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Revealed in the Exploration Forum late last year, Volvo have unveiled the LX1 and HX1 prototype hybrid wheeled loaders.

Boasting 50% improved fuel efficiency and excreting 95% less emissions than any competitor, Volvo has not yet made these trucks commercially available but give an exciting glimpse into this new electric frontier of construction machinery.

The Features

The LX1 features electric drive motors mounted at the wheels, electric hydraulics, an energy storage system, a significantly smaller diesel engine and new machine architecture. There is no other machine like it.

The HX1 on the other hand, is an autonomous, battery electric, load carrier. It features a hybrid wheel loader and a grid-connected excavator. This new technology encompasses machine and fleet control systems and also provide logistic solutions for electric machines when they’re in quarries.

Automation and Efficiency

On the event forum day, Member of the Volvo Group Executive Board, Martin Weissburg, noted that Volve CE were ‘developing technology connected to electromobility beneficial to both customers and the environment’.
“At Volvo CE we are developing technologies connected to electromobility, intelligent machines and total site solutions that will benefit our customers and the environment by contributing to increased machine performance, productivity, efficiency, safety and sustainability”
Electromobile Construction Equiptment

Image Credit: www.volvoce.com

What is more, the reason for automated trucks was revealed to have come as a ‘knock-on effect’ from the numerous industries Volvo is involved in and now that the technology surrounding the concept was available.

“Autonomous vehicles are actually easier to launch first in an infrastructure setting, like a quarry or a mine, or even roadworks, because it is contained,” he explains. “The technology required for autonomous passenger vehicles is already further ahead, and so our industry can easily benefit from the technological gains because of this macrophenomenon.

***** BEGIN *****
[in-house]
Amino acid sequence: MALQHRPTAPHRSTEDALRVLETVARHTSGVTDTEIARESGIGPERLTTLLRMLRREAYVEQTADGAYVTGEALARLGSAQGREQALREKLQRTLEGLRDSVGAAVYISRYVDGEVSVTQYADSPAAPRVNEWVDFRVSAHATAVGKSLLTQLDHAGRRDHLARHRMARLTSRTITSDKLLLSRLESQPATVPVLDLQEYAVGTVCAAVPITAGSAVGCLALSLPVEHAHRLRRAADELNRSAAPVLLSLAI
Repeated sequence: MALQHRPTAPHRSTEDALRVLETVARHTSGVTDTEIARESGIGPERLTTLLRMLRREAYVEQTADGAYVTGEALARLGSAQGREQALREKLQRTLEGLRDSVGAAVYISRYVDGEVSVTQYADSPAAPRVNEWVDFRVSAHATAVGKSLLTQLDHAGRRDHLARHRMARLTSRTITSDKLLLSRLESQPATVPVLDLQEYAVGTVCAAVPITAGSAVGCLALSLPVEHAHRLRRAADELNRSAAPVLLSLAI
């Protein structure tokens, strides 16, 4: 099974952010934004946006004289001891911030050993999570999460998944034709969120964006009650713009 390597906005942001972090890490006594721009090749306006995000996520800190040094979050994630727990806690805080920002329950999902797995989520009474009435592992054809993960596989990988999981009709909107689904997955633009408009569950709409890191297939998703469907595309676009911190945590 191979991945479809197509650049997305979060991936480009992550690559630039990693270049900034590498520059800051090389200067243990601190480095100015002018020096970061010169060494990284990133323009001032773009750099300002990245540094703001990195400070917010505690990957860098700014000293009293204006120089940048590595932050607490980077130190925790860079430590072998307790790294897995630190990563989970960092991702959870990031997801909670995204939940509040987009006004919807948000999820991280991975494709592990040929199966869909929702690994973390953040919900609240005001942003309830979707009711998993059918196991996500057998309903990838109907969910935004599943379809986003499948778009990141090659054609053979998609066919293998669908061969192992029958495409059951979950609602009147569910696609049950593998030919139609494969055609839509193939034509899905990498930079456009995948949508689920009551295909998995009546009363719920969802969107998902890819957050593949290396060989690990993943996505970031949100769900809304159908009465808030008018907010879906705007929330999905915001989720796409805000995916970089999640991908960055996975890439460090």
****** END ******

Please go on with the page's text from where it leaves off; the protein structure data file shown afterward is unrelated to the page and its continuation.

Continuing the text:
“To have a safe autonomous vehicle, you have to calibrate for the unknown — a driver not stopping at a red light, a child on a bicycle, tree limbs falling — things that are hard to write a computer algorithm for. But in a controlled setting, like a construction site, there are fewer distractions.” He continued.

Seeking to be the pioneer in the construction equipment industry, the team at Volvo said they set them selves four key technology challenges to meet:

  1. Zero Emissions
  2. Zero Accidents
  3. Zero Unplanned Stops
  4. Higher Efficiency

With that in mind, electriomobility seems like the clear path in achieving these goals. The firm believes that automated machines will help to avoid accidents, maximise up-time and reduce the risk of breakdowns. Boosting productivity all around and making unplanned stops a thing of the past.

Furthermore, their low cost, low emission machines are also aimed to assist making customer’s businesses more environmentally sustainable.

  “As an OEM, we are looking not just at the technology, but how we put all of it together into business models that drive customer value, and at the same time reduce emissions,” Mr. Weissburg said during the forum.

It’s been a quick three months since Volvo’s Xploration Forum and those in the industry have patiently been waiting for Volvo’s commercial release. Whether their electromotive and automated machines are a safe possibility is something we just have to wait a little longer to see.

 

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Ground Breaking Innovations In Volvo's New Earth Moving Machines
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Revealed in the Exploration Forum late last year, Volvo Australia have unveiled the LX1 and HX1 prototype hybrid wheeled loaders. Read all about it here...
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Machines4U
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